With Japan entering the new month with a higher sales tax, people are beginning to feel the squeeze. In addition, April is the time of year when many people make big changes in their lives such as moving out on their own. This is already an expensive time made even more so by the economic climate.

One such person is Omocoro writer ARuFa. He feels that he has successfully come up with a way to reduce your water bill drastically by taking baths that would only cost 0.0000076 yen (US$0.000000075). This is his story.

AruFa: “Hello, I’m ARuFa. I have a black bar across my eyes, but that’s not why I’m talking to you today. I’ve recently moved into an apartment by myself. Like anyone who moves out of their parents’ home I tremble due to loneliness at night and pull out nose hairs to stave off the stinging pain of homesickness.”

ARuFa: “Aside from these typical problems, I’ve found something even more terrifying about living on your own. This!”

ARuFa: “’It’s just a faucet’ you might be thinking, but actually it’s a silent thief in the night who seduces you with its cool pleasures and steamy encounters only to have pilfered your savings by the end of the month. The faucet is a foul temptress who has left many a soul penniless with overwhelming utility costs.”

AruFa noticed that the more water that came out of the taps the more his bill would come to. He deduced that not making so much water come out could help this situation, but how? He decided to start here, at the bath tub where most of the water comes out.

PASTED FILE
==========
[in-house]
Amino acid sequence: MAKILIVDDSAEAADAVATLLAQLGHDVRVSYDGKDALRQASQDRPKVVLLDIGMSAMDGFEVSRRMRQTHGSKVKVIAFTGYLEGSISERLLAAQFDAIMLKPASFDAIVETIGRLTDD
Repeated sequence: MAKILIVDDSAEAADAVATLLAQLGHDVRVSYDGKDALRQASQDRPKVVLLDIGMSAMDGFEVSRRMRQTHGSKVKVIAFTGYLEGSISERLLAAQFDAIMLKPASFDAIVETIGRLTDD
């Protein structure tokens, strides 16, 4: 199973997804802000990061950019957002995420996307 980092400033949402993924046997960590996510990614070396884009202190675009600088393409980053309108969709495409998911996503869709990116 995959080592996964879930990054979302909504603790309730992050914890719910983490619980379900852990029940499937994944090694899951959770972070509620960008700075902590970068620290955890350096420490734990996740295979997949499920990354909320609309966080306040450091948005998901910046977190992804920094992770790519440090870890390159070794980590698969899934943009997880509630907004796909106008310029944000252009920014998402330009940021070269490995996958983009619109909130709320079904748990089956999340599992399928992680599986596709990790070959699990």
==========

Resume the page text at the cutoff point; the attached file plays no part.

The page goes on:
Through painstaking experimentation he found that while putting a plastic bottle into the bath water, its level would rise. He later found that this was called “displacement” and that someone named Archimedes had beaten him to the principle by about 2,000 years. ARuFa was a little bummed about that, but remained optimistic.

He reasoned that if one plastic bottle would make the water level rise a little bit, then putting more bottles would make it rise further. Therefore the more bottles he used the less water would come out of the faucet.

He immediately went online and ordered some plastic bottles.

A few days later a package arrived.

It took up a lot of floor space and cost about 7,500 yen (US$74) with shipping. Both of the facts kind of irritated ARuFa, but he quickly forgot about all that. He was on the verge of something great and he could feel it.

He opened the box to reveal several plastic gaping mouths pointing upwards as if singing to the heavens about ARuFa’s genius. He could almost hear the angelic choir ring back “ARuuuFaaaa’s goooonnnaa save a buuuutttloooaad of moOOooney…”

“Yes I am,” he thought to himself, but first it was time to work. He would have to fill all of these bottles up with water and then line the bathtub with them for the ultimate in water conservation.

Bottle after bottle he filled and lined.

Filled and lined…

The repetitive toil was beginning to take its toll on ARuFa who could feel an ulcer developing.